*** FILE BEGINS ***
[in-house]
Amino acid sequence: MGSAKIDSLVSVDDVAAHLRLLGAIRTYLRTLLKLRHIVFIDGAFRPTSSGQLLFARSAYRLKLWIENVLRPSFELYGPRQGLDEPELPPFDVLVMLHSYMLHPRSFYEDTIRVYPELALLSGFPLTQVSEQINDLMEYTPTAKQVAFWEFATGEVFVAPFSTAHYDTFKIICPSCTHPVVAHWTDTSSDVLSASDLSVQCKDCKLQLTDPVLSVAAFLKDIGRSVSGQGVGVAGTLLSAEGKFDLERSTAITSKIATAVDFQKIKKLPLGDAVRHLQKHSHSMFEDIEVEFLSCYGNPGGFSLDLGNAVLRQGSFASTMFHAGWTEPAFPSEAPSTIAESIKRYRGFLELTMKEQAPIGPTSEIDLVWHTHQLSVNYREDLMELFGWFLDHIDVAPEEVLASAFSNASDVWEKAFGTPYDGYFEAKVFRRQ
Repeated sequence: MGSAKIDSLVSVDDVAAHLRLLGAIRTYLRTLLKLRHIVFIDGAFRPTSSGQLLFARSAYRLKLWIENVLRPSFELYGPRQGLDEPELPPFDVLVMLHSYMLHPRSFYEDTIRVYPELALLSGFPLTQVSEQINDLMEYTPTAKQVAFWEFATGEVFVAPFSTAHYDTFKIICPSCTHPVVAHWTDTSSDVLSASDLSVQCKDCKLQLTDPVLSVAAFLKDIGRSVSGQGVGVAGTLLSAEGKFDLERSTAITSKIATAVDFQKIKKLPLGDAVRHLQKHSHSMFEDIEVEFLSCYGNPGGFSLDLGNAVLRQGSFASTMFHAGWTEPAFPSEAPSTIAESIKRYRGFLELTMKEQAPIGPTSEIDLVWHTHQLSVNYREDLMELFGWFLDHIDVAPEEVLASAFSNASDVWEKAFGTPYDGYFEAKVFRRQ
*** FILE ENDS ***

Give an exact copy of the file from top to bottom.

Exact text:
[in-house]
Amino acid sequence: MGSAKIDSLVSVDDVAAHLRLLGAIRTYLRTLLKLRHIVFIDGAFRPTSSGQLLFARSAYRLKLWIENVLRPSFELYGPRQGLDEPELPPFDVLVMLHSYMLHPRSFYEDTIRVYPELALLSGFPLTQVSEQINDLMEYTPTAKQVAFWEFATGEVFVAPFSTAHYDTFKIICPSCTHPVVAHWTDTSSDVLSASDLSVQCKDCKLQLTDPVLSVAAFLKDIGRSVSGQGVGVAGTLLSAEGKFDLERSTAITSKIATAVDFQKIKKLPLGDAVRHLQKHSHSMFEDIEVEFLSCYGNPGGFSLDLGNAVLRQGSFASTMFHAGWTEPAFPSEAPSTIAESIKRYRGFLELTMKEQAPIGPTSEIDLVWHTHQLSVNYREDLMELFGWFLDHIDVAPEEVLASAFSNASDVWEKAFGTPYDGYFEAKVFRRQ
Repeated sequence: MGSAKIDSLVSVDDVAAHLRLLGAIRTYLRTLLKLRHIVFIDGAFRPTSSGQLLFARSAYRLKLWIENVLRPSFELYGPRQGLDEPELPPFDVLVMLHSYMLHPRSFYEDTIRVYPELALLSGFPLTQVSEQINDLMEYTPTAKQVAFWEFATGEVFVAPFSTAHYDTFKIICPSCTHPVVAHWTDTSSDVLSASDLSVQCKDCKLQLTDPVLSVAAFLKDIGRSVSGQGVGVAGTLLSAEGKFDLERSTAITSKIATAVDFQKIKKLPLGDAVRHLQKHSHSMFEDIEVEFLSCYGNPGGFSLDLGNAVLRQGSFASTMFHAGWTEPAFPSEAPSTIAESIKRYRGFLELTMKEQAPIGPTSEIDLVWHTHQLSVNYREDLMELFGWFLDHIDVAPEEVLASAFSNASDVWEKAFGTPYDGYFEAKVFRRQ